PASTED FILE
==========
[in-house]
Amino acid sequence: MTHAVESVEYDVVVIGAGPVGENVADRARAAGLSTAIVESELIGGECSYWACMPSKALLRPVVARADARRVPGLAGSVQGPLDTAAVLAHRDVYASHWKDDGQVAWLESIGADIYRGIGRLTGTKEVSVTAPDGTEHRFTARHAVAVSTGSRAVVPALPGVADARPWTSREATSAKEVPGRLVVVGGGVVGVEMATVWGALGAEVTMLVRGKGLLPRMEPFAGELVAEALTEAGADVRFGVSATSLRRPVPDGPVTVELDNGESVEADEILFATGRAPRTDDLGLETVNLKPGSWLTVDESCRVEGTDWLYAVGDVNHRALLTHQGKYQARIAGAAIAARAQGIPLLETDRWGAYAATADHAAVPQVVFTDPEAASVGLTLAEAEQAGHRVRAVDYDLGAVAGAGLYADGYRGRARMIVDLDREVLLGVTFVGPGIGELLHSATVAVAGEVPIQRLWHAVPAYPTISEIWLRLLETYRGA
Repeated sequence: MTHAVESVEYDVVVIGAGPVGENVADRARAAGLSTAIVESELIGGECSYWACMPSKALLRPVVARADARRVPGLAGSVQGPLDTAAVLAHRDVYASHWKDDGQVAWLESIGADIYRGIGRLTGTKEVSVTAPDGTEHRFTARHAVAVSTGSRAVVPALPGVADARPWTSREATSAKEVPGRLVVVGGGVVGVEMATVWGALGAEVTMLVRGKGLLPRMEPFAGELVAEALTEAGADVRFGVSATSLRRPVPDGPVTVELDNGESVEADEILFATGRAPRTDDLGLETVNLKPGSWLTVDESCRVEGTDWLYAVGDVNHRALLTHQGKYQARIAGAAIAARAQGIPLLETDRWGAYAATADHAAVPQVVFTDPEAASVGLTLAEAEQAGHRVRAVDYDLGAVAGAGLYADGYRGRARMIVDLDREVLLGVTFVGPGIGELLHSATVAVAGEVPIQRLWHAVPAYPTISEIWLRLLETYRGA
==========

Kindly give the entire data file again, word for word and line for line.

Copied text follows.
[in-house]
Amino acid sequence: MTHAVESVEYDVVVIGAGPVGENVADRARAAGLSTAIVESELIGGECSYWACMPSKALLRPVVARADARRVPGLAGSVQGPLDTAAVLAHRDVYASHWKDDGQVAWLESIGADIYRGIGRLTGTKEVSVTAPDGTEHRFTARHAVAVSTGSRAVVPALPGVADARPWTSREATSAKEVPGRLVVVGGGVVGVEMATVWGALGAEVTMLVRGKGLLPRMEPFAGELVAEALTEAGADVRFGVSATSLRRPVPDGPVTVELDNGESVEADEILFATGRAPRTDDLGLETVNLKPGSWLTVDESCRVEGTDWLYAVGDVNHRALLTHQGKYQARIAGAAIAARAQGIPLLETDRWGAYAATADHAAVPQVVFTDPEAASVGLTLAEAEQAGHRVRAVDYDLGAVAGAGLYADGYRGRARMIVDLDREVLLGVTFVGPGIGELLHSATVAVAGEVPIQRLWHAVPAYPTISEIWLRLLETYRGA
Repeated sequence: MTHAVESVEYDVVVIGAGPVGENVADRARAAGLSTAIVESELIGGECSYWACMPSKALLRPVVARADARRVPGLAGSVQGPLDTAAVLAHRDVYASHWKDDGQVAWLESIGADIYRGIGRLTGTKEVSVTAPDGTEHRFTARHAVAVSTGSRAVVPALPGVADARPWTSREATSAKEVPGRLVVVGGGVVGVEMATVWGALGAEVTMLVRGKGLLPRMEPFAGELVAEALTEAGADVRFGVSATSLRRPVPDGPVTVELDNGESVEADEILFATGRAPRTDDLGLETVNLKPGSWLTVDESCRVEGTDWLYAVGDVNHRALLTHQGKYQARIAGAAIAARAQGIPLLETDRWGAYAATADHAAVPQVVFTDPEAASVGLTLAEAEQAGHRVRAVDYDLGAVAGAGLYADGYRGRARMIVDLDREVLLGVTFVGPGIGELLHSATVAVAGEVPIQRLWHAVPAYPTISEIWLRLLETYRGA